My church, in many ways, is small. Because it is small by the measure of a lot of other churches, I know that the work I do has a big impact. If I have an idea for an event, I can directly see the people who are influenced. When I want to try something new, I can tangibly see how these decisions impacts others. I’ve grown to learn that there is beauty to the mega churches. There are far more resources that can give an individual a lot of room to grow. But because my church is small, I know my influence means a lot.

The Bad Can be Changed

The author of , ‘The Indian Church Must Die‘, Samuel, also acknowledges that some Indian churches can change and those are the ones that will survive, “the ones that start listening to young people, start integrating them into the church vision and projects”. I believe my Indian church is a place just like that. When I first got my ears pierced I feared the larger implications of this decision. But to this day, I don’t think anyone has really had a problem with it. I remember once recounting an older grandpa who also spoke to me in Hindi. I thought he did this because I wore earrings. But when I shared this incident with my church friends they explained to me that he speaks Hindi to literally everyone. Despite all my fear about what people might think, no-one seems to have really cared. Or at least no-one has told me they cared to my face!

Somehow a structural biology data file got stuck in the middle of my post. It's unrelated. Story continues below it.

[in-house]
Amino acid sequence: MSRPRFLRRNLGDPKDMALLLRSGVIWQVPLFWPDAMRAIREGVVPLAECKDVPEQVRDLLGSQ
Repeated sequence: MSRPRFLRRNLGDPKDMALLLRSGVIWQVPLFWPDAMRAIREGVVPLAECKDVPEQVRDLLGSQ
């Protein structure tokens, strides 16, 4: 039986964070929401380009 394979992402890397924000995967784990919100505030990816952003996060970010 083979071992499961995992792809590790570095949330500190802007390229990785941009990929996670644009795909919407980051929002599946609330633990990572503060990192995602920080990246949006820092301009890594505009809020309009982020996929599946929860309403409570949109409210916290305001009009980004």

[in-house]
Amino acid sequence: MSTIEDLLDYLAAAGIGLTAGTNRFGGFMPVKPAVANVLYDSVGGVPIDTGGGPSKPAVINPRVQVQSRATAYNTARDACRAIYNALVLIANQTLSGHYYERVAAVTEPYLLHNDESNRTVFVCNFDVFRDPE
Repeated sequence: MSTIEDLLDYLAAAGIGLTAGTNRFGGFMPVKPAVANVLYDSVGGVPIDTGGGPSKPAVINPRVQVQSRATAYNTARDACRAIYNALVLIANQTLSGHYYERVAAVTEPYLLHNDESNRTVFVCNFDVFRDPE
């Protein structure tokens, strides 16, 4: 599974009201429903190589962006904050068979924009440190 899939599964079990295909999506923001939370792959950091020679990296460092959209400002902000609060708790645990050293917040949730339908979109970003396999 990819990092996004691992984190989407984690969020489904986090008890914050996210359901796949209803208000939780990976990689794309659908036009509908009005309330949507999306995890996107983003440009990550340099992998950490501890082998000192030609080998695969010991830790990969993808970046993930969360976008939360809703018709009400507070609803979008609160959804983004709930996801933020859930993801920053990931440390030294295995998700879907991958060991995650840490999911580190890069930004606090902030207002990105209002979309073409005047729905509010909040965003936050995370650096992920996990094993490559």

Sundays are my Favorite Day of the Week

We had an annual North East region meeting today that I always try to attend because I love connecting and catching up with familiar faces from different churches in the region. But every year during this meeting, despite how happy I am to see new people, I genuinely miss my Sunday routine. You see, I love my Sundays and I love my church. It’s here that I start off Sundays by sleeping in a bit (till 8:30am) and then spend time catching up with friends until it’s Sunday School time at 10:30am. Then from 10:30am-11:30am I lead the most amazing group of girls through the book Emotionally Healthy Spirituality. 11:30am-1:00pm when we have our main service that is usually filled with powerful worship and a meaningful word from the bible.